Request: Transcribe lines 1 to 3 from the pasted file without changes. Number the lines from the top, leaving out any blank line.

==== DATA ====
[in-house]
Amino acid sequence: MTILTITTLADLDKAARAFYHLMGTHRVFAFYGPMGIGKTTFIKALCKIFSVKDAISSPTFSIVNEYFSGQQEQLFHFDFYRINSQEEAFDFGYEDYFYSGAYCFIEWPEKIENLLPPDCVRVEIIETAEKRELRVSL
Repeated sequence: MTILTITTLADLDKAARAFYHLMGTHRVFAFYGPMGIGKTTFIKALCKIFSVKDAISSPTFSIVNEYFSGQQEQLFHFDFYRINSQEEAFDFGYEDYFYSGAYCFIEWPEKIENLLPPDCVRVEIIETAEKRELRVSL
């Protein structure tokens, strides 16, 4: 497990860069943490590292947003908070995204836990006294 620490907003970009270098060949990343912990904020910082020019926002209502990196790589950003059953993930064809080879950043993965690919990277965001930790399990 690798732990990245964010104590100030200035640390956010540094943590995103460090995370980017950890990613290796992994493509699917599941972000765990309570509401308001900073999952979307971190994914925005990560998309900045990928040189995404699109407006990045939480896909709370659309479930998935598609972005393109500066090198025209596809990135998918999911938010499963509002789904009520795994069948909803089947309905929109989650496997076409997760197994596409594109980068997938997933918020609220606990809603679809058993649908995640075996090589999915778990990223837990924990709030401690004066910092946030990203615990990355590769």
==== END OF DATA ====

[in-house]
Amino acid sequence: MTILTITTLADLDKAARAFYHLMGTHRVFAFYGPMGIGKTTFIKALCKIFSVKDAISSPTFSIVNEYFSGQQEQLFHFDFYRINSQEEAFDFGYEDYFYSGAYCFIEWPEKIENLLPPDCVRVEIIETAEKRELRVSL
Repeated sequence: MTILTITTLADLDKAARAFYHLMGTHRVFAFYGPMGIGKTTFIKALCKIFSVKDAISSPTFSIVNEYFSGQQEQLFHFDFYRINSQEEAFDFGYEDYFYSGAYCFIEWPEKIENLLPPDCVRVEIIETAEKRELRVSL